Los Angeles production house The Asylum have become (in)famous over the past few years for shamelessly churning out blatant direct-to-DVD cash-ins on major studio tentpole flicks. Wander into any video store and you’ll find examples of their handiwork on the shelves, bearing such titles as Transmorphers, The Battle of Los Angeles, Street Racer and The Da Vinci Treasure. Creatively speaking, their work is the cinematic equivalent of those knock-off toys you find in two dollar shops. Their films have the ostensible outward appearance of top-shelf Hollywood product, except that they’re made for around 0.3 percent of a Hollywood budget, and rather than a Matt Damon or Brad Pitt, your leads are more likely to be of the C. Thomas Howell or Lorenzo Lamas variety.
Branching out of the usual mode last year with the monster mash Mega Shark Versus Giant Octopus, the trailer of which became an online sensation, The Asylum has now diversified into similarly cheapjack creature features, which brings us to the latest addition to Cinema Nova’s Cult Cravings programme, Mega Piranha.
When a boat carrying the U.S. Ambassador (writer-director Eric Forsberg), Venezuelan Foreign Minister and a bevy of bikinied senoritas gruesomely goes down in the Orinoco river, the Yanks send in granite-jawed Special Agent Jason Fitch (Paul Logan) to investigate. Obstructed at every turn by the nefarious Colonel Antonio Diaz (David Labiosa), Fitch becomes aware something, eh, fishy, was responsible for the Ambassador’s grisly demise. Sure enough, a team of American scientists, led by “genetics professor” Sarah Monroe (Tiffany. Yes, the eighties pop star…) have, in their well-meaning attempts to boost the Amazon’s seafood stocks, unleashed an especially voracious breed of piranha on the world. In fact, their genes have been so meddled with, that the damn things double in size when they feed. And they feed a lot. Before long, the world – and more specifically, Florida – is facing the threat of piranhas the size of buses. Piranhas that can take down naval destroyers and helicopter gunships, and are especially good at launching themselves out of the ocean and straight into skyscrapers. Hey, it could happen, right?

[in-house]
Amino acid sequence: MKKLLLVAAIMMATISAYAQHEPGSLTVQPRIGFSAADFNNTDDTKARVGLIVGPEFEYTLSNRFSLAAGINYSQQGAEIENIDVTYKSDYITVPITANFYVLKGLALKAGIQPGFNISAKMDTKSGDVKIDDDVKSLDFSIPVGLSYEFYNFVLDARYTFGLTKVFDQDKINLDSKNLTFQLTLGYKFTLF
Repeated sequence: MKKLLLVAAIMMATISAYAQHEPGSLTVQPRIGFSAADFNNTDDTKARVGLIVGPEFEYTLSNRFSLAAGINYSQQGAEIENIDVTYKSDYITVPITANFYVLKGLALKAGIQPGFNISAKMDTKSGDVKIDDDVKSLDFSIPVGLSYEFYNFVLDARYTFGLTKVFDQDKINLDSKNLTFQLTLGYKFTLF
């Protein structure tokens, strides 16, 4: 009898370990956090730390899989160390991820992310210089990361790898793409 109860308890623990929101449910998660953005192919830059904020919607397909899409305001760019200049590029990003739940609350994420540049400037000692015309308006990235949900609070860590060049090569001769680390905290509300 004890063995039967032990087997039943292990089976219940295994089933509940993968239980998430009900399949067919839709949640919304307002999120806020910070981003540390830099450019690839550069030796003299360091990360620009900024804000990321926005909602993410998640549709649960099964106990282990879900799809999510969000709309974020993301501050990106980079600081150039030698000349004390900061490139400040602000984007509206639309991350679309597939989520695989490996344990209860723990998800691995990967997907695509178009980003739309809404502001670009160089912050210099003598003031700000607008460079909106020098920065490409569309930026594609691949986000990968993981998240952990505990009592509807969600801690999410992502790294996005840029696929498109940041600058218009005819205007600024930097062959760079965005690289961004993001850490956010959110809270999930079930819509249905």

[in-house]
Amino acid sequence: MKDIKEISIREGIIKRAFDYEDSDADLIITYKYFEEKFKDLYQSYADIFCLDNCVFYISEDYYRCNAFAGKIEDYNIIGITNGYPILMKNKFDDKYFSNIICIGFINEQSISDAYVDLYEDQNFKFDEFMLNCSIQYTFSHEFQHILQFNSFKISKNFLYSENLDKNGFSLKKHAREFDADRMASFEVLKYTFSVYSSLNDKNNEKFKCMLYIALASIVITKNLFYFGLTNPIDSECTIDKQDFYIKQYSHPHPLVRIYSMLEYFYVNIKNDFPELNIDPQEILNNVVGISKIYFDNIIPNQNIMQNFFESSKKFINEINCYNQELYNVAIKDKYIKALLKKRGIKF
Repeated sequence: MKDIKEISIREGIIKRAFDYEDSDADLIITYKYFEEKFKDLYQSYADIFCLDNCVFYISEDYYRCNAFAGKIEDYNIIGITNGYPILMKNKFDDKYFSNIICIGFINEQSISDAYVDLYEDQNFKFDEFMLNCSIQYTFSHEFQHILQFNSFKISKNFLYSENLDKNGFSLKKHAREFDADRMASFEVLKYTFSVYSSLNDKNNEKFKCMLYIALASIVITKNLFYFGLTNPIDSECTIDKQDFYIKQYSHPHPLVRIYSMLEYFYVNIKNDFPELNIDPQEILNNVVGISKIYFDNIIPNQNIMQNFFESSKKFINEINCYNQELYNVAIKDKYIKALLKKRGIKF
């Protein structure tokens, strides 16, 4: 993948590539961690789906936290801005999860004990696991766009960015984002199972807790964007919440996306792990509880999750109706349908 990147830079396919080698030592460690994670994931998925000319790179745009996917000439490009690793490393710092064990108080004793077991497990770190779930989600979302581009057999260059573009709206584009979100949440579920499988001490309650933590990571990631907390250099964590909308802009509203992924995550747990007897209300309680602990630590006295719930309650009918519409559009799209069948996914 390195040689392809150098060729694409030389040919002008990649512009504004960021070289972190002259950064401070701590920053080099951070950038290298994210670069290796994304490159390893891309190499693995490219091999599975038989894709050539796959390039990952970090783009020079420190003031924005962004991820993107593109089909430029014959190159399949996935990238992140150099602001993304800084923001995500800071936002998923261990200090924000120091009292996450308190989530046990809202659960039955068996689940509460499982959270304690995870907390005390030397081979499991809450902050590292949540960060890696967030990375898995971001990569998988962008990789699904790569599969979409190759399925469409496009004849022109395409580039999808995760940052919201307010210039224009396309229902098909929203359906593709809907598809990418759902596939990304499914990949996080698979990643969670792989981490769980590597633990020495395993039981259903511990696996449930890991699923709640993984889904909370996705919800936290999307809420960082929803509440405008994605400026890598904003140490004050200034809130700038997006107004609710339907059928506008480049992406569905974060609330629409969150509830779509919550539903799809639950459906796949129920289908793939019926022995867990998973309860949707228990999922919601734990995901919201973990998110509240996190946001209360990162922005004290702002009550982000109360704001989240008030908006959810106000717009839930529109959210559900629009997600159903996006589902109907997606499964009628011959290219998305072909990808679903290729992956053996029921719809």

As energetic as it is idiotic, Mega Piranha is guaranteed to bludgen your frontal lobe into submission. Played with epic – and epically-wooden – seriousness by all involved, this is a film packed with silly dialogue, middling-to-atrocious special effects, and ambitiously ludicrous set-pieces. Eric Forsberg attempts in vain to mask the miniscule budget with rapid fire edits and Tony Scott-like camera moves (to say nothing of an overly colour-graded visual style), while every character is introduced with swooshing title cards and freeze-frames, even when they’re referred to by name immediately after. Maybe that’s the kind of attention span a film like this is aimed at, I don’t know. It’s hard to expect Michael Bay portentousness to really work when you’ve got scenes of devastated buildings with giant fish sticking out of them, though.
Following Mega Shark Versus Giant Octopus‘s casting coup of Debbie “Electric Youth” Gibson, Tiffany demonstrates that she has not yet topped her career defining screen role as the voice of Judy Jetson in 1990’s Jetsons: The Movie. Moreover, Forsberg gives the former poppette acres of bollocks science mumbo-jumbo, which she audibly strains to deliver. And she’s called on to deliver a couple of intense cracking-up-under-pressure scenes as well. Reality TV would actually be more dignified by comparision. Continuing The Asylum’s tradition of casting former TV stars in unlikely roles (for previous examples, see William Katt in Alien Vs Hunter, and Jaleel “Urkel” White in Mega Shark Vs Crocosaurus), The Brady Bunch‘s Barry Williams (he was Greg Brady, btw) turns up here as Secretary of Defence Bob Grady (Bob Grady = Greg Brady. Geddit?) and, to be fair, he’s actually halfway convincing. That’s not to be confused with actually convincing, but it’s the closest thing to a credible performance in the whole film. Premiering to actually quite respectable ratings on the U.S. SyFy Channel (in fact scoring better numbers than their now-cancelled shows Caprica and Stargate Universe from the same season), this otherwise direct-to-DVD film can now be enjoyed in a cinema – in digital projection, no less – at the Nova.
The Reel Bits: Goofs and production blunders run rampant throughout the film, from extras often looking directly at camera, to a shot repeated some four times during a “tense” scene, to a squad of navy divers all chatting quite easily underwater, despite breather units being jammed in their mouths. But that’s all part of the fun, of course.